I have to admit that after all these years, I still like myself. You’d have thought I’d be tired of looking at the same old face and its aging body in the mirror each day, but I’m kind of used to it I guess. I don’t think its mediocrity has ever bothered me, although I realize that’s only a self-report thing. And anyway, it’s just a wrapping over the me that lives inside.
And yet how much do I love me? How do I feel about my component parts -my hands for example, or maybe my hair? What silly questions; I’ve grown to accept what I was issued, warts and all, and I just leave it at that.
But for some people, that’s not enough apparently; there would seem to be a growing trend in various liberally -and perhaps narcissistically- minded countries for some of their inhabitants to decide to marry themselves… I’m not kidding.
Personally, I’m not the slightest bit sologamistic, and I have to admit I’d never even heard the term until I happened upon an article purporting to examine the practice of sologamy written by the sociologist, Polina Aronson in an older edition of the online publication Aeon. https://aeon.co/essays/does-self-marriage-challenge-romantic-ideals-or-just-cave-to-them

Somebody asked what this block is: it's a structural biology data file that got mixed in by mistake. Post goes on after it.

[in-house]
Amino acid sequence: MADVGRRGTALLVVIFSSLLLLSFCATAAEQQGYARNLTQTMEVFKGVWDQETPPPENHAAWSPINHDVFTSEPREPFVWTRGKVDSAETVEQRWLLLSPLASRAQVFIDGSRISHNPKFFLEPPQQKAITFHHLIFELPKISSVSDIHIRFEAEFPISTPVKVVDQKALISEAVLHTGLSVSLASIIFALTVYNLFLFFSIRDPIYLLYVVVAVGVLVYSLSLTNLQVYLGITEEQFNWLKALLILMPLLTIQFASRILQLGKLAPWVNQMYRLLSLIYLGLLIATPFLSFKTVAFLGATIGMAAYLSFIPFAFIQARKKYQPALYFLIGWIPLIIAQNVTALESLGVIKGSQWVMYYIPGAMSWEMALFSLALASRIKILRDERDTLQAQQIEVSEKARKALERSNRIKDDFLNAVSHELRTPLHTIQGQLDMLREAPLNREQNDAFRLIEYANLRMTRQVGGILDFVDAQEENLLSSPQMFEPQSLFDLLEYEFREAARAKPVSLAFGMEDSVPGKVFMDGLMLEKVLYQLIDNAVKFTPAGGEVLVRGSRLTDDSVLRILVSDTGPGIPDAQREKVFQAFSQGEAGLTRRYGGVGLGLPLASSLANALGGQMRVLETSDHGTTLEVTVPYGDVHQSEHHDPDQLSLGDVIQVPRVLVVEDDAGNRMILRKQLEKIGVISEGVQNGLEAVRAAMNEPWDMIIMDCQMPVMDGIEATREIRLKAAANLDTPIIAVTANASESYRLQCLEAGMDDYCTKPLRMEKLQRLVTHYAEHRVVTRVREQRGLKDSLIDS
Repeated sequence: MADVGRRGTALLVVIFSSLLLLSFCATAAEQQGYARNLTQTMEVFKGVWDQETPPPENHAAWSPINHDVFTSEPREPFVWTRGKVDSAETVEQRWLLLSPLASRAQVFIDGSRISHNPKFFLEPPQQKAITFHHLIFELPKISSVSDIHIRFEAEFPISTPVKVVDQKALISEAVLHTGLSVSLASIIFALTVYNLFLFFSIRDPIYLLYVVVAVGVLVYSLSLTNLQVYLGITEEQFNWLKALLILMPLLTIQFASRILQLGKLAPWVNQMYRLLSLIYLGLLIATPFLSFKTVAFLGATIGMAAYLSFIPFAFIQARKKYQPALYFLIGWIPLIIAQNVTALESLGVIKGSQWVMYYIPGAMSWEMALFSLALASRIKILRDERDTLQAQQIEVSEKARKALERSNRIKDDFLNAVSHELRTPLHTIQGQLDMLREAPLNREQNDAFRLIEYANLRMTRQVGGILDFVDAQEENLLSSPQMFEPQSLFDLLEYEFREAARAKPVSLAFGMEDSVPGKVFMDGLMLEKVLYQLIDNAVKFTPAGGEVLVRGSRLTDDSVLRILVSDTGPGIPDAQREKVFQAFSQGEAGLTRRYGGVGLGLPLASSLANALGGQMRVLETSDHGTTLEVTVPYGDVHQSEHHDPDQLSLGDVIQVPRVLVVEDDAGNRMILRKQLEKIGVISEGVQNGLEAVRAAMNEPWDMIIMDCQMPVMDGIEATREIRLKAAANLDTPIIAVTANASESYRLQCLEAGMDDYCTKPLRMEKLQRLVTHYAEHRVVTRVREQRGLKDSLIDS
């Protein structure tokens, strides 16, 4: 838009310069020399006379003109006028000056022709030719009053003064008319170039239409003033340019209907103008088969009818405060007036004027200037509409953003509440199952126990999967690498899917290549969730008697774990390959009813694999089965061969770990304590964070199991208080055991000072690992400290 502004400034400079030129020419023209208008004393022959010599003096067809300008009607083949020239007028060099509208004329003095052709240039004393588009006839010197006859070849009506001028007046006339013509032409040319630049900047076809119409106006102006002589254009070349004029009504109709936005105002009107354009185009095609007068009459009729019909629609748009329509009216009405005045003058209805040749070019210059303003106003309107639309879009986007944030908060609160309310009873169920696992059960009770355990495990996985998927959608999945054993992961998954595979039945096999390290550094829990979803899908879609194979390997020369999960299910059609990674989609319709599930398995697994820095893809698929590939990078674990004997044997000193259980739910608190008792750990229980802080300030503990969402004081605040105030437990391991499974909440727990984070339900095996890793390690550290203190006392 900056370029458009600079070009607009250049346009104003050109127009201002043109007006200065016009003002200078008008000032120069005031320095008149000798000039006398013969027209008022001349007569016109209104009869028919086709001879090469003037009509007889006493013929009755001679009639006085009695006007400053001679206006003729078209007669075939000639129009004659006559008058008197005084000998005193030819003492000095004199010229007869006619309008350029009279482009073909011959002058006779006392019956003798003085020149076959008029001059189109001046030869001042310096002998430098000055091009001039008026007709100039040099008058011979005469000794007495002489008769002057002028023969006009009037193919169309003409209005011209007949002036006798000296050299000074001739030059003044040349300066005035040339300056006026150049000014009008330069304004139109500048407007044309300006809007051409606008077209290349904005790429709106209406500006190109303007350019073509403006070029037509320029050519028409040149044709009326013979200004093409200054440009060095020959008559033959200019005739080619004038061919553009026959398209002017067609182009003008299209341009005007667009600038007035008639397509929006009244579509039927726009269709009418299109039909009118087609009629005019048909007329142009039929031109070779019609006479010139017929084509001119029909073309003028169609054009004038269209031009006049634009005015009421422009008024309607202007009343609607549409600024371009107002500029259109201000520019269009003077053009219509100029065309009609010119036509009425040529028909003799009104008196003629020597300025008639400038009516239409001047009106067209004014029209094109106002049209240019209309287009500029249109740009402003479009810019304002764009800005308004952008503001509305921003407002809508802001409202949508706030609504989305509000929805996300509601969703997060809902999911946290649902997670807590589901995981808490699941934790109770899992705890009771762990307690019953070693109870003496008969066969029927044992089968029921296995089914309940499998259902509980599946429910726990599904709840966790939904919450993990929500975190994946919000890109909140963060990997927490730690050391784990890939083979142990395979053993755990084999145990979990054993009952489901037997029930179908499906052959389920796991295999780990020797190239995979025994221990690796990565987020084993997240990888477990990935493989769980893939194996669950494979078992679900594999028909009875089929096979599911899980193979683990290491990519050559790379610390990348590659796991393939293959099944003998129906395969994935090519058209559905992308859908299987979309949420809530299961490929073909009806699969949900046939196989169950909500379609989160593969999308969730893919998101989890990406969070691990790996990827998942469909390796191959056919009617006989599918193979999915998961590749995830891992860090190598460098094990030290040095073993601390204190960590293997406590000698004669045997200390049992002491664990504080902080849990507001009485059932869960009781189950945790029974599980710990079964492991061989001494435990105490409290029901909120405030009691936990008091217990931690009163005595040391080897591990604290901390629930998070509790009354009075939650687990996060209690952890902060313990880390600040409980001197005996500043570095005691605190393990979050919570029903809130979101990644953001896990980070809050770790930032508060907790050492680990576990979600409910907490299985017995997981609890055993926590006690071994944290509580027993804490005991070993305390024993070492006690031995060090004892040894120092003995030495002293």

I also have to confess that I had trouble reading it. And the fact that the vast majority of the sologamists are said to be female, I find terribly sad, if not troubling: ‘most women (and it is almost always women)… were driven into self-marriage by the desire to emancipate themselves from the stigma attached to singledom and by the prospect of self-discovery. Some hoped that self-marriage would ‘heal them from a chain of painful break-ups’; others opted for it as a means of proving the worth of their lifestyles – and all of them were willing to learn how to love themselves ‘unconditionally’.’